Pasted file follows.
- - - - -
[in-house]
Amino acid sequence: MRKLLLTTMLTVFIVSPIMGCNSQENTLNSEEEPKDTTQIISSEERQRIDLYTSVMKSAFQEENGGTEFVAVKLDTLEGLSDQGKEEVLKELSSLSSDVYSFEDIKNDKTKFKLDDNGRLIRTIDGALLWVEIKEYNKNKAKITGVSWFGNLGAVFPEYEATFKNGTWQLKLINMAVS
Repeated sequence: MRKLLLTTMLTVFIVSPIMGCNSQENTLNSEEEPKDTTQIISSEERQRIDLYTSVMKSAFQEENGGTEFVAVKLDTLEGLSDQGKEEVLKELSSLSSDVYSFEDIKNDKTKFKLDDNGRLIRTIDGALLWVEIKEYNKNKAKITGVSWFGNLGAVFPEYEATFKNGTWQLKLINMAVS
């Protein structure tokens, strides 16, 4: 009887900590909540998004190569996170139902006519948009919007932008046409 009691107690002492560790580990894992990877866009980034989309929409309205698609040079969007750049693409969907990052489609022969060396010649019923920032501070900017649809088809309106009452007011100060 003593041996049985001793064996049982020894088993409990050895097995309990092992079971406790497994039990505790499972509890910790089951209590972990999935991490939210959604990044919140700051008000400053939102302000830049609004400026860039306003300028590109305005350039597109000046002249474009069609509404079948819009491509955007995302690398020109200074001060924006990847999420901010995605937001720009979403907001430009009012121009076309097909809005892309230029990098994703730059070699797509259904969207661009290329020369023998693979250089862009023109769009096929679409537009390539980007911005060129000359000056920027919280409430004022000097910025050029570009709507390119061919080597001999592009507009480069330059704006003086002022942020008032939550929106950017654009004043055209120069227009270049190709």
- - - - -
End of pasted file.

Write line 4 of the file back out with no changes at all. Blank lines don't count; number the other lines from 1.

């Protein structure tokens, strides 16, 4: 009887900590909540998004190569996170139902006519948009919007932008046409 009691107690002492560790580990894992990877866009980034989309929409309205698609040079969007750049693409969907990052489609022969060396010649019923920032501070900017649809088809309106009452007011100060 003593041996049985001793064996049982020894088993409990050895097995309990092992079971406790497994039990505790499972509890910790089951209590972990999935991490939210959604990044919140700051008000400053939102302000830049609004400026860039306003300028590109305005350039597109000046002249474009069609509404079948819009491509955007995302690398020109200074001060924006990847999420901010995605937001720009979403907001430009009012121009076309097909809005892309230029990098994703730059070699797509259904969207661009290329020369023998693979250089862009023109769009096929679409537009390539980007911005060129000359000056920027919280409430004022000097910025050029570009709507390119061919080597001999592009507009480069330059704006003086002022942020008032939550929106950017654009004043055209120069227009270049190709």